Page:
Determine Value Proposition
Goal: Build on use case prototypes and storyboards to brainstorm and present unique value propositions.
Materials per room: 6 easel pad value proposition templates, 5 stacks of small stickies, 30 sharpies, 1 easel pad
Facilitator introduces the unique value proposition template and discusses guidelines for creation in large group (5 mins): Statements should be clear, specific, succinct, memorable, easy to understand, engaging, compelling, provocative, articulate the unique value and what is highly desirable to the user.
Value Proposition Brainstorm in small groups (15 mins): Revisit storyboard and select the moments that matter most (three or four). Small groups brainstorm unique value proposition components using the easel pad template and stickies.
Value Proposition Articulation in small groups (15 mins). Write the value proposition and sketch an image on easel pads. Each value proposition should have the following components.
- Headline. The end-benefit you are offering, in one short sentence - can mention the product and/or the user. Should be an attention grabber.
- Sub-headline or a 2-3 sentence paragraph. Specific explanation of what you do/offer, for whom, and why it's useful.
- 3 bullet points. A list of key benefits or features.
- Visual. An image reinforcing your main message. Images communicate much faster than words.
Present and Feedback in large group (30 mins): Once completed, they present the value statements to the group and get feedback (5 mins per group).
Refine value propositions in small groups (15 mins).
Final presentations in large group (15 mins): Facilitators capture video of presentations on flipcams (2 mins per group).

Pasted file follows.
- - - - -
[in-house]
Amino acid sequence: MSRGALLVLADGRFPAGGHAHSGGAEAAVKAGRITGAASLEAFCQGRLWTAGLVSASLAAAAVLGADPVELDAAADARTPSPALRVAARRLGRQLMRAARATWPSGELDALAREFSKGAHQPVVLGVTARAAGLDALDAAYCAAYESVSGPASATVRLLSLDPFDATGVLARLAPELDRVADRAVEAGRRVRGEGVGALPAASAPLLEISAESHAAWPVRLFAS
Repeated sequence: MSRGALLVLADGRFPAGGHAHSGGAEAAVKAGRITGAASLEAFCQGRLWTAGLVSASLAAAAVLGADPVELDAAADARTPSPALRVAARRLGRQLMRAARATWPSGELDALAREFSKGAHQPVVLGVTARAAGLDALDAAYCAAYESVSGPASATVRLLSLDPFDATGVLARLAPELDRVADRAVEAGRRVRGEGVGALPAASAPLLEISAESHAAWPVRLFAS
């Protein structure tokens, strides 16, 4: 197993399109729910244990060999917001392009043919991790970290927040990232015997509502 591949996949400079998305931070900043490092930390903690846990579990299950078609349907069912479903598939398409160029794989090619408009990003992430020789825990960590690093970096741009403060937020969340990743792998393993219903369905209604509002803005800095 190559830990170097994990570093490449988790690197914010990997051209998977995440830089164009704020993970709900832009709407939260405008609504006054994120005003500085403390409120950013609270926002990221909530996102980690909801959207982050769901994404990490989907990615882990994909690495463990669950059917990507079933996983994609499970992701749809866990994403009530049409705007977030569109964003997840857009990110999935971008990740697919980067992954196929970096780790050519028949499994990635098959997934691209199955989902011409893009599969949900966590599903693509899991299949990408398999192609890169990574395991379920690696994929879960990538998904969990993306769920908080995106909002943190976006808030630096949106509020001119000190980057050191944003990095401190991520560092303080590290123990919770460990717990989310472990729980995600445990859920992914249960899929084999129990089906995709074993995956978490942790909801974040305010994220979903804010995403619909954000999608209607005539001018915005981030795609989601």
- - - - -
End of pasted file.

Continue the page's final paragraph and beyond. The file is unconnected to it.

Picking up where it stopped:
Closing (10 mins): Reflect on the activities of the day and share highlights and takeaways. How will they use what they experienced and learned in their work? What will they do next?
Tweet #OERvalue Propostion
Goal: Individual articulation of value propositions, sharing, and feedback using twitter.
Materials: 150 #OERvalue proposition handouts, pens, value proposition videos
Introduction (10 mins): Recap yesterday – evidence indicators of success, use case success scenario prototypes and storyboards, and value propositions.
Value Proposition Video Showcase (10 mins): Play four videos of unique value propositions created yesterday.
Individual Value Proposition Creation (10 mins): Participants fill out the value proposition handouts, with the guidelines in mind. Share and refine with a partner. Show value proposition components (headline, sub-headline, benefit bullet points, and image) and examples from yesterday on screen.
Tweet (10 mins): In 131 characters or less, participants tweet the final version of their value proposition with the hashtag #OERvalue. Share some examples from yesterday in 131 characters or less. Show live twitter feed of #OERvalue on the screen.
(5 mins): Celebrate the dynamic OER community and the value we each bring to
the OER movement. Invite participants to continue to share and refine their
value propositions and connect with those that stood out to them.